This is equal to $11.4bn in retail purchases, and the biggest dollar amount ever spent during the day.

Retail foot-traffic rose accordingly, by 5.1% over Black Friday 2010.

Analysts are awaiting the results of Monday’s trading, known as Cyber Monday, which online retailers including Amazon cite as their biggest business day of the year.

‘Largest increase since 2007′

US electrical retailer Best Buy was cited as a strong performer over the Thanksgiving weekend.

Its strategy of opening stores at midnight on Thursday, and offering deals that could only be found in-store, forcing shoppers to step inside, was seen as a smart business move by analysts.

Shoppertrak founder Bill Martin said: “This is the largest year-over-year gain in ShopperTrak’s national retail sales estimate for Black Friday since the 8.3% increase we saw between 2007 and 2006.

“Still, it’s just one day. It remains to be seen whether consumers will sustain this behaviour through the holiday shopping season.”

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Discounts aid online sales surge

Amazon warehouses expect this to be the busiest time of the year for online orders

Online sales rose faster than expected in the US on Black Friday, according to surveys.

Internet sales totalled $816m (£524m), a 26% gain on last year, said Comscore. IBM Coremetrics put the rise at 24%.

Black Friday, the day after Thanksgiving, is treated by many retailers as the start of the Christmas shopping season. They offer one-off discounts to mark the occasion.

Analysts said heavy promotional activity helped drive demand.

By comparison, a report by Shoppertrak suggested that in-store Black Friday sales were up by 7% on last year, at $11.4bn.

Beating the rush

Around 50 million Americans visited online retail sites on Friday, according to Comscore.

It said Amazon was the most popular destination, with 50% more visitors than any other retailer.

Walmart, Best Buy, Target and Apple were next in line, said the analytics company.

“Despite some analysts’ predictions that the flurry of brick-and-mortar retailers opening their doors early for Black Friday would pull dollars from online retail, we still saw a banner day for e-commerce,” said Comscore’s chairman, Gian Fulgoni.

Mobile shopping

IBM Coremetrics also noted a trend towards shopping on smartphones and tablet computers.

It said Black Friday purchases made on mobile devices had accounted for 9.8% of all online sales, compared with 3.2% last year.

IBM described mobile shoppers as having had a “laser focus” since they had been more likely to view a single page on a retailer’s site rather than browse what else was for sale.

IBM said Apple’s iPhone and iPad had generated the most mobile internet visits to online stores, accounting for more than double the traffic originating from devices running Google’s Android system.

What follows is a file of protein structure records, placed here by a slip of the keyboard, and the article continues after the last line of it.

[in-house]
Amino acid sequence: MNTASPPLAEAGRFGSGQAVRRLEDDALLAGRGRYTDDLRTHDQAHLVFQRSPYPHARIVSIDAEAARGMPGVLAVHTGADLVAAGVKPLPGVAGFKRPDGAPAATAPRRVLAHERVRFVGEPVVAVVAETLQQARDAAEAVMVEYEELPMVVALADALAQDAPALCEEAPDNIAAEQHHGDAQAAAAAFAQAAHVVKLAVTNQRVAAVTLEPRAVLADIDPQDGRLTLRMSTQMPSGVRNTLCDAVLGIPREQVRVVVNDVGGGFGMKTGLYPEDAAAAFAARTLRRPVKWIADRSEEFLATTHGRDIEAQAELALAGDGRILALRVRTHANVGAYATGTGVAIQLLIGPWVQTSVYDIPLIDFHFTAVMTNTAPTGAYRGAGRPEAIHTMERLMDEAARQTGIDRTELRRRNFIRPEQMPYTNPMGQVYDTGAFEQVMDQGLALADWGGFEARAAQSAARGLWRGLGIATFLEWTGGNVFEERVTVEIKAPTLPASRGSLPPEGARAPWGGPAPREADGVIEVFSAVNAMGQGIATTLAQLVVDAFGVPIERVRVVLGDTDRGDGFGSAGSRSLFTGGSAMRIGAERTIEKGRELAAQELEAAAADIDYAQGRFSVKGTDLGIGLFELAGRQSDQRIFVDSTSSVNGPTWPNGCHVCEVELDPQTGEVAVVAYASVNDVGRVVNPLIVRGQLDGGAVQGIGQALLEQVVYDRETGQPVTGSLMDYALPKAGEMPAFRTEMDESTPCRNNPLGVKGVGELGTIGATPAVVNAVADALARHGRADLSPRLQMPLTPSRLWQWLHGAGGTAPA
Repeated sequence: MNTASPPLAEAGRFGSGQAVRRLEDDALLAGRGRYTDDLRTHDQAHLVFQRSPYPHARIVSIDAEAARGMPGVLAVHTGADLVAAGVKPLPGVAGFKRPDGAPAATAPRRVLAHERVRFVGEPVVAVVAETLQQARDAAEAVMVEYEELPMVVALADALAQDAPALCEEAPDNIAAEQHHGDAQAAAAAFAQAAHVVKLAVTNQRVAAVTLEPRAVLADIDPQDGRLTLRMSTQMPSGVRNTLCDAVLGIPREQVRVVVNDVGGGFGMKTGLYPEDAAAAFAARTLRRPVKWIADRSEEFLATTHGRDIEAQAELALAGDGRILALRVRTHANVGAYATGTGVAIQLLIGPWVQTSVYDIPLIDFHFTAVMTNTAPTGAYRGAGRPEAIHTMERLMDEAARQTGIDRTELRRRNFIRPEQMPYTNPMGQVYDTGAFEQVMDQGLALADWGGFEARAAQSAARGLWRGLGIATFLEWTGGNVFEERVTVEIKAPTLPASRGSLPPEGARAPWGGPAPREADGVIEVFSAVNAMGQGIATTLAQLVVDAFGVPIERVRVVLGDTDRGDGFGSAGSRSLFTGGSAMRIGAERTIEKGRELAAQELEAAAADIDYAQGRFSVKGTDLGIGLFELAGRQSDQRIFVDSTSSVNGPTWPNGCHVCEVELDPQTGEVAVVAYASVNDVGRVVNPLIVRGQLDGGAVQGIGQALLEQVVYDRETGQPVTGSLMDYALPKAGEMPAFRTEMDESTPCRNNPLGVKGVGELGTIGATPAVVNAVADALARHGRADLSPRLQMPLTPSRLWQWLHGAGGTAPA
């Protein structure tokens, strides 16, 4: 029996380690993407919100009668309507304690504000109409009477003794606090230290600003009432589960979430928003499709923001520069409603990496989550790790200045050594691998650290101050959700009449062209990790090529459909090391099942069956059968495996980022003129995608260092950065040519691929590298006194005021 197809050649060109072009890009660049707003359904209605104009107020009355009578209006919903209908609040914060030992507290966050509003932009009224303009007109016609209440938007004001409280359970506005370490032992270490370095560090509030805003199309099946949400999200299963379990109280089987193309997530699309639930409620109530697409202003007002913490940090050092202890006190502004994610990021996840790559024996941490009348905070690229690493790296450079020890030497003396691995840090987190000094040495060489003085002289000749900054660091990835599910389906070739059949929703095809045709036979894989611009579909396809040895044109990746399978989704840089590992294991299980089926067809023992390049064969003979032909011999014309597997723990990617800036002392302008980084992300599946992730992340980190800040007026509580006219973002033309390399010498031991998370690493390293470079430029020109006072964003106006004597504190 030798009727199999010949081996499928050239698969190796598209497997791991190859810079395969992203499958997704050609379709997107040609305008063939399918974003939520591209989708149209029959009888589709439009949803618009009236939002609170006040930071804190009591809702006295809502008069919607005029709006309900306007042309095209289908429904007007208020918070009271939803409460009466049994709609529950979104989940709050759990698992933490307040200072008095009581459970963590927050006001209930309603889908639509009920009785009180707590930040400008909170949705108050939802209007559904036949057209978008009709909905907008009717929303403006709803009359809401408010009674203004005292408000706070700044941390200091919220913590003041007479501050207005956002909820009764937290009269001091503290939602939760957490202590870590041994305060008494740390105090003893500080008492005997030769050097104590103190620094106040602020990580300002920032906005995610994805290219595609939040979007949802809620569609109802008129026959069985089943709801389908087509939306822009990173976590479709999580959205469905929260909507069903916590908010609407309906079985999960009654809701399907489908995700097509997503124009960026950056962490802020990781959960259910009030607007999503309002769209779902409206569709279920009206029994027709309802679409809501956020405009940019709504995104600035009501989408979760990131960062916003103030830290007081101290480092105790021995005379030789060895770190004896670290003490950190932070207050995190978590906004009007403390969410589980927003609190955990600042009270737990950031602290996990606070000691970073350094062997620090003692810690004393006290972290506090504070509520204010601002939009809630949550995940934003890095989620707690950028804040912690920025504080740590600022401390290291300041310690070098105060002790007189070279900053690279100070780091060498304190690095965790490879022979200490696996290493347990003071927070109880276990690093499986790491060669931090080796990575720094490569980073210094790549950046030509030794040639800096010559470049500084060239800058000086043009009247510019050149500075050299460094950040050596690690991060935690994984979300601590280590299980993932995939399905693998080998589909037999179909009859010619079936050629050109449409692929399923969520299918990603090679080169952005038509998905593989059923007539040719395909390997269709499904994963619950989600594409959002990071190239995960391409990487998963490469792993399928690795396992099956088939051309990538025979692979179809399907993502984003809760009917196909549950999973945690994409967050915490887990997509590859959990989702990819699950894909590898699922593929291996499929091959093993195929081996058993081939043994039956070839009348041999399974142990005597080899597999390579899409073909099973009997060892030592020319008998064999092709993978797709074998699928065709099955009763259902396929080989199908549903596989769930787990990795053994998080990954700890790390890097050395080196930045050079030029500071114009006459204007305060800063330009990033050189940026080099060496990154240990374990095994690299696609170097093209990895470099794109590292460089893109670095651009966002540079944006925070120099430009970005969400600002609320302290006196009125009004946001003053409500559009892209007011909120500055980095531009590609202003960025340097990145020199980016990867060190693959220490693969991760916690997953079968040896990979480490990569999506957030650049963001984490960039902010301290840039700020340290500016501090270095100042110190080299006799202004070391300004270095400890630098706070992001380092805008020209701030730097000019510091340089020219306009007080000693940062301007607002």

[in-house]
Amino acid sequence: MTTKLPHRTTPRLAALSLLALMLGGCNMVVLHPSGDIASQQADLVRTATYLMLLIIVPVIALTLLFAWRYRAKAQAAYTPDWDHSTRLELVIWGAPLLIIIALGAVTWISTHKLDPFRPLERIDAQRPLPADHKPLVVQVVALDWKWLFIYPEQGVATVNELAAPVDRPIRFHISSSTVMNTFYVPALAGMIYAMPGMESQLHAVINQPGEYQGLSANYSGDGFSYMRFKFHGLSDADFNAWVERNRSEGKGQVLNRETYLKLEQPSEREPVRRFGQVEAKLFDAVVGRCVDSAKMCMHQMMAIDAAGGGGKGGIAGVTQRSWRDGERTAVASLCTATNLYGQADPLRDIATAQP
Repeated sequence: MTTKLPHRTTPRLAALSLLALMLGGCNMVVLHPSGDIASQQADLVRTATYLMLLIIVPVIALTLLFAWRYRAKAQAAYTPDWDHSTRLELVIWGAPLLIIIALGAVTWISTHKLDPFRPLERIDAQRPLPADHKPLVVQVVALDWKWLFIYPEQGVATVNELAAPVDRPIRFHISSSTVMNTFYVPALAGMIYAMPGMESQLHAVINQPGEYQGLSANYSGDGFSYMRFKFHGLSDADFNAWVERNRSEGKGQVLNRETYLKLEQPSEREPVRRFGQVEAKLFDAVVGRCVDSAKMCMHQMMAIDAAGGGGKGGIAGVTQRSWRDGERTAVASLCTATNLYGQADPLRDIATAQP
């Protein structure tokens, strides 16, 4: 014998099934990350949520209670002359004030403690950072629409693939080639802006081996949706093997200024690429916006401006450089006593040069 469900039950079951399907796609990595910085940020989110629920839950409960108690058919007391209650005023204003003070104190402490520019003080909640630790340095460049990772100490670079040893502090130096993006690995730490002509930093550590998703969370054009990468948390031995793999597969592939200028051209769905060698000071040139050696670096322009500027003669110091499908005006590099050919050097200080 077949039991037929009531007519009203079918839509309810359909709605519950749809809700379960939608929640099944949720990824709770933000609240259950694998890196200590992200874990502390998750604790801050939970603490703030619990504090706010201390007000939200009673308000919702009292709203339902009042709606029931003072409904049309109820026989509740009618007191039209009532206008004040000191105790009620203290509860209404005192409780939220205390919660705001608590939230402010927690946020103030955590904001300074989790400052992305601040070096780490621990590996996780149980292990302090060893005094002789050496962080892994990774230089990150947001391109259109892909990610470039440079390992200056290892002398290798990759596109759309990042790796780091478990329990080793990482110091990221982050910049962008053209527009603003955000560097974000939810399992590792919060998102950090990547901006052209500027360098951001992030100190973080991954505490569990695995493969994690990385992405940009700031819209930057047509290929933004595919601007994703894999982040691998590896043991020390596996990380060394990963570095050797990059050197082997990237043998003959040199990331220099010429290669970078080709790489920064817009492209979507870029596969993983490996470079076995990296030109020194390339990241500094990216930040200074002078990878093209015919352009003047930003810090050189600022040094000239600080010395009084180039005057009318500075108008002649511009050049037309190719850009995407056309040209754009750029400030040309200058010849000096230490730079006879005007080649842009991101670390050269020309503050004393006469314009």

The company also noted a jump in Black Friday related chatter on social networks. It recorded a 110% rise in discussion volumes after consumers had shared tips on how to secure products before they sold out and the best places to park.

Cyber Monday

Friday’s internet sales are expected to be eclipsed today on what is referred to as Cyber Monday – which many experts believe will be the US’s busiest online shopping day of the year.

Close to 123 million Americans plan to make an online purchase according to a survey commissioned by the US National Retail Federation, an industry lobby group. That would be a 15% increase on last year.

NRF said nearly eight in ten online retailers would run special promotions including “flash sales that last an hour” and “free shipping offers”.

The federation also highlighted the shift to mobile devices, saying it expected 17.8 million Americans to use them to shop today, nearly five times the number in 2009.

“Retailers have invested heavily in mobile apps and related content as the appetite for Cyber Monday shopping through smartphones and tablets continues to rise,” said Vicki Cantrell, executive director of the NRF’s website

Cyber confusion

UK internet retailers said it was less clear which day will be the UK’s busiest online shopping day this year.

“Over the last couple of years we have seen a fortnight of peak activity over the period corresponding to both this and next week,” said Andy Mulcahy, a spokesman for the industry body Interactive Media in Retail Group (IMRG).

“We expect £3.72bn will be spent online over the two week period.”

Mr Mulcahy said that although some retailers are trying to generate interest in the idea of Cyber Monday in the UK, they are split over which day to mark.

He added that since many online retailers had been offering discounts of up to 70% for several months, customers might not have noticed a big difference in the level of promotional activity.